henry david thoreau, walden

1. From ‘Economy’
I should not obtrude my affairs so much on the notice of my
readers if very particular enquiries had not been made by my
townsmen concerning my mode of life, which some would call
impertinent, though they do not appear to me at all impertinent,
but, considering the circumstances, very natural and pertinent.
Some have asked what I got to eat; if I did not feel lonesome; if
I was not afraid; and the like. Others have been curious to
learn what portion of my income I devoted to charitable
purposes; and some, who have large families, how many poor
children I maintained. I will therefore ask those of my readers
who feel no particular interest in me to pardon me if I undertake
to answer most of these questions in this book. In most books,
the I, or first person, is omitted; in this it will be retained; that, in
respect to egotism, is the main difference. We commonly do
not remember that it is, after all, always the first person that is
speaking. I should not talk so much about myself if there were
anybody else whom I knew as well. Unfortunately, I am
confined to this theme by the narrowness of my experience.
Moreover, I, on my side, require of every writer, first or last, a
simple and sincere account of his own life, and not merely what
he has heard of other men’s lives; some such account as he
would send to his kindred from a distant life; for if he has lived
sincerely, it must have been in a distant land to me. Perhaps
these pages are more particularly addressed to poor students.
As for the rest of my readers, they will accept such portions as
apply to them. I trust that none will stretch the seams in putting
on the coat, for it may do good service to him whom it fits.
(Henry David Thoreau, Walden (London: Penguin, 1986),
2. From ‘Economy’
It is never too late to give up our prejudices. No way of thinking
or doing, however ancient, can be trusted without proof….What
old people say you cannot do you try and find that you can. Old
deeds for old people, and new deeds for new….Age is no
better, hardly so well qualified for an instructor as youth, for it
has not profited so much as it has lost. One may almost doubt
if the wisest man has learned anything of absolute value by
living….I have lived some thirty years on this planet, and I have
yet to hear the first syllable of valuable or even earnest advice
from my seniors. They have told me nothing, and probably
cannot tell me anything, to the purpose. Here is life, an
experiment to a great extent untried by me; but it does not avail
me that they have tried it. If I have any experience which I think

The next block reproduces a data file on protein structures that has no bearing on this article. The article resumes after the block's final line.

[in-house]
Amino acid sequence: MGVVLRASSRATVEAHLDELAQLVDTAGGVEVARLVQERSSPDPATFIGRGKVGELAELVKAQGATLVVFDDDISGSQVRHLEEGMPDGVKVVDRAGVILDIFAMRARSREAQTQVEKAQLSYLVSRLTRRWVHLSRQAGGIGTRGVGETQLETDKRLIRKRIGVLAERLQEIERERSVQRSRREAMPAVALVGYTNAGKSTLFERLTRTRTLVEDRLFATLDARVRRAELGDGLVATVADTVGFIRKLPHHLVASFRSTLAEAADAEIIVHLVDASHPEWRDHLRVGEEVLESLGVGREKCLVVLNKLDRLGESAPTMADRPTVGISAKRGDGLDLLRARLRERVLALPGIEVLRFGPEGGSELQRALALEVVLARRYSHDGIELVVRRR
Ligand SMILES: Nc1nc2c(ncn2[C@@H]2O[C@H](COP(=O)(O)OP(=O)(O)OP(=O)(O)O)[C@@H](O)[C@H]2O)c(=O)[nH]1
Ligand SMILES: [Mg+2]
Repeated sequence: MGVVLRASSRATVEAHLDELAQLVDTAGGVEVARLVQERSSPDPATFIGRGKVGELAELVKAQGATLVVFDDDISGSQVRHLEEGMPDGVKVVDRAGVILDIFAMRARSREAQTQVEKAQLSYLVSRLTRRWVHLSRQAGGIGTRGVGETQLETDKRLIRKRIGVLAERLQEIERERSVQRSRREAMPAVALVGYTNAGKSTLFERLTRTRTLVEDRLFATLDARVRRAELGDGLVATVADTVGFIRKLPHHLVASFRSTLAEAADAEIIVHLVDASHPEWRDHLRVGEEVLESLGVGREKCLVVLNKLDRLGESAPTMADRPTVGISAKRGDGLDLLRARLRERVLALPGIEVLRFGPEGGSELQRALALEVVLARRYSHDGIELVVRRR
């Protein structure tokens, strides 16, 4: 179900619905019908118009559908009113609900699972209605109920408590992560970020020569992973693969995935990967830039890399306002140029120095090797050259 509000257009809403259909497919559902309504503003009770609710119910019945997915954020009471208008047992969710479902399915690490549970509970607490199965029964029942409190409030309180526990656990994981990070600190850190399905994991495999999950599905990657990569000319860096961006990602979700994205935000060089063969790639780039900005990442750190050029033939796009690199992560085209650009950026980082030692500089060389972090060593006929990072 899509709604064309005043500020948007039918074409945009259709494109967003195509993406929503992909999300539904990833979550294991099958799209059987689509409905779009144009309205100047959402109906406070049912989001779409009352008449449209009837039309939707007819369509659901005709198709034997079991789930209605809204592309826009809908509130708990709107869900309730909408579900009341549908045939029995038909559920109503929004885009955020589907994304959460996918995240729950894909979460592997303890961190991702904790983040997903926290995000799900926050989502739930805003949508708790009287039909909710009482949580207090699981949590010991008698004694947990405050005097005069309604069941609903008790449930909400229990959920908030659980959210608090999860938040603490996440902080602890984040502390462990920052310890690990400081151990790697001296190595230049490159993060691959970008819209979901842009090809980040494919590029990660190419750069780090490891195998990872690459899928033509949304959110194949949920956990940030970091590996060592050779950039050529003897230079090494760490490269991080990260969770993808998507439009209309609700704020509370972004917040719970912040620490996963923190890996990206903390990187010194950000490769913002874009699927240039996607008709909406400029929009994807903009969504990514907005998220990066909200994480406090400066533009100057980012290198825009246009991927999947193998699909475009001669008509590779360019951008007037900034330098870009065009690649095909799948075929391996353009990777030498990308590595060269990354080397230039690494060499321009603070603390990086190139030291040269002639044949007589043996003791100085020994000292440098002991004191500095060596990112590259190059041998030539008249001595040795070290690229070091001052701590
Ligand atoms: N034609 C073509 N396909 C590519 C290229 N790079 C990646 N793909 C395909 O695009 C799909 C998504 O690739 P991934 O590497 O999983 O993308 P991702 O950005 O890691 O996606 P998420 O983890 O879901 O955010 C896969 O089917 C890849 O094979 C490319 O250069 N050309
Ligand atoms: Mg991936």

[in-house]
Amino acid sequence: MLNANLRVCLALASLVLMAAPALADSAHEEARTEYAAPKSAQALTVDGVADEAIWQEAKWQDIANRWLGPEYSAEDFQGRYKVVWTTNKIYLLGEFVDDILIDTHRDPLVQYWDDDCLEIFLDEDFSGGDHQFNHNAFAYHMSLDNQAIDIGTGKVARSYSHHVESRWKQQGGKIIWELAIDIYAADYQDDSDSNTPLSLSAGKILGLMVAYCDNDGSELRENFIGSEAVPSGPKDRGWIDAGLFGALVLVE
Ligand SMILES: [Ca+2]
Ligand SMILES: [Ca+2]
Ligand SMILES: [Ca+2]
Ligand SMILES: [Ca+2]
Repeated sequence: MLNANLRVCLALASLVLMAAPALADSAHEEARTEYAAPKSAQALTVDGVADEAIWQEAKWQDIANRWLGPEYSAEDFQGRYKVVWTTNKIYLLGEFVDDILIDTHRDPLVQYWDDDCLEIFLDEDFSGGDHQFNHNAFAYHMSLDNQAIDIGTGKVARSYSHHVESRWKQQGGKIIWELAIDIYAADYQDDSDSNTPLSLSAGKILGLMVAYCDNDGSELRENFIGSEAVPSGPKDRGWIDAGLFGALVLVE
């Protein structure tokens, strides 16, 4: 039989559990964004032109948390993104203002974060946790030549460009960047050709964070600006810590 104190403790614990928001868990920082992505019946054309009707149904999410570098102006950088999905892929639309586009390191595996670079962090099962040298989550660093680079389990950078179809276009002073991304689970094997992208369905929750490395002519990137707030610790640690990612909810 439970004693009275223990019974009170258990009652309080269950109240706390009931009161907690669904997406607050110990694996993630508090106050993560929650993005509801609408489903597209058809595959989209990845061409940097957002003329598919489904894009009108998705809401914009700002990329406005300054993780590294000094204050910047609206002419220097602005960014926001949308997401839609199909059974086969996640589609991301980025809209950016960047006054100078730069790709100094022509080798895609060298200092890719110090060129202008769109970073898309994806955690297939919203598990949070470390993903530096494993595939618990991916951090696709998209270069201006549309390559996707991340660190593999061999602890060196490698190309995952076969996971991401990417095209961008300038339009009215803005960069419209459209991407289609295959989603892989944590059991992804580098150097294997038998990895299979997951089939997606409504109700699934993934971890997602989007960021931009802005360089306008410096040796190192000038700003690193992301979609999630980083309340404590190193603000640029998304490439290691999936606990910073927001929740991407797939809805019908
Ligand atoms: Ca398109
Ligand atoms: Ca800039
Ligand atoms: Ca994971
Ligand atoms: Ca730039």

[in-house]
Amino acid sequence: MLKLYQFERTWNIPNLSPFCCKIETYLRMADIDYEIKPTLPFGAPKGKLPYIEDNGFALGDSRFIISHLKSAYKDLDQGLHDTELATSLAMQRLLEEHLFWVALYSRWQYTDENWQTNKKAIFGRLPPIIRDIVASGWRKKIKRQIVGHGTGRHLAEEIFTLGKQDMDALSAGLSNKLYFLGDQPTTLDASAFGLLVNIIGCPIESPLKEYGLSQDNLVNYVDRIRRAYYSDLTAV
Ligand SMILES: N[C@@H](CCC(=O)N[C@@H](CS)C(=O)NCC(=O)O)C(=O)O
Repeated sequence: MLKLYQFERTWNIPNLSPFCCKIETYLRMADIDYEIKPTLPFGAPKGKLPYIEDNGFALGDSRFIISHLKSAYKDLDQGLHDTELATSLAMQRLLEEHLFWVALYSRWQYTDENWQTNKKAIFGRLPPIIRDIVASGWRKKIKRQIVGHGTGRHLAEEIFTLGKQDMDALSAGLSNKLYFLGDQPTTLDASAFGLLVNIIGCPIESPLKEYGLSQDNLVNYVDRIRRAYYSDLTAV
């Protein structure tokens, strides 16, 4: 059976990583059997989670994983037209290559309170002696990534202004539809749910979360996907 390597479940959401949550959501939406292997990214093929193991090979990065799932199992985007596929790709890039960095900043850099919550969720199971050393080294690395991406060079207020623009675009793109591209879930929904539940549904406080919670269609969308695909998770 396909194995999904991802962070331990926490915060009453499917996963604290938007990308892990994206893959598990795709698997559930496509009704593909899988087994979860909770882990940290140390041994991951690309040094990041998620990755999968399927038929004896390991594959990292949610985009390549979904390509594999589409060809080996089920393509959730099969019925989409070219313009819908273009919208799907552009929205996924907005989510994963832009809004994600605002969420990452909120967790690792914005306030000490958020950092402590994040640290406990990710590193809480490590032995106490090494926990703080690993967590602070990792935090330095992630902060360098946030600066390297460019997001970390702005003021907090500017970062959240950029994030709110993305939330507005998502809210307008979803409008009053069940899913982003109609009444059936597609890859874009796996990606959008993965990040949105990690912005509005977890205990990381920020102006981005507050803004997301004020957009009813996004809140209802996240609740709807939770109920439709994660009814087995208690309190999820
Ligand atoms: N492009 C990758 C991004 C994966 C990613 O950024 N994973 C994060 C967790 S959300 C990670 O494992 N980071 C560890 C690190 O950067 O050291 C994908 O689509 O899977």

valuable, I am sure to reflect that this my Mentors said nothing
about. (pp.50-1)
3. Emerson, from ‘The American Scholar’
We have listened too long to the courtly muses of Europe. The
spirit of the American freeman is already suspected to be timid,
imitative, tame. Public and private avarice make the air we
breathe thick and fat….See already the tragic consequences.
The mind of this country, taught to aim at low objects, eats upon
4. Walt Whitman, from ‘Song of Myself’
Unscrew the locks from the doors!
Unscrew the doors themselves from their jambs!
5. From ‘Economy’
I see young men, my townsmen, whose misfortune is to have
inherited farms, houses, barns, cattle, and farming tools; for
these are more easily acquired than got rid of. Better if they
had been born in the open pasture and suckled by a wolf, that
they might have seen with clearer eyes what field they were
caused to labor in. Who made them serfs of the soil?....Why
should they begin digging their graves as soon as they are
born?.... / But men labor under a mistake. The better part of the
man is soon ploughed into the soil for compost..../He has no
time to be anything other than a machine. (pp.47-8)
6. From ‘Economy’
Granted that the majority are able at last either to own or hire
the modern house with all its improvements. While civilization
has been improving our houses, it has not equally improved the
men who are to inhabit them. It has created palaces, but it was
not so easy to create noblemen and kings. And if the civilized
man’s pursuits are no worthier than the savage’s, if he is
employed the greater part of his life in obtaining gross
necessaries and comforts merely, why should he have a better
dwelling than the savage? (pp.76-7).
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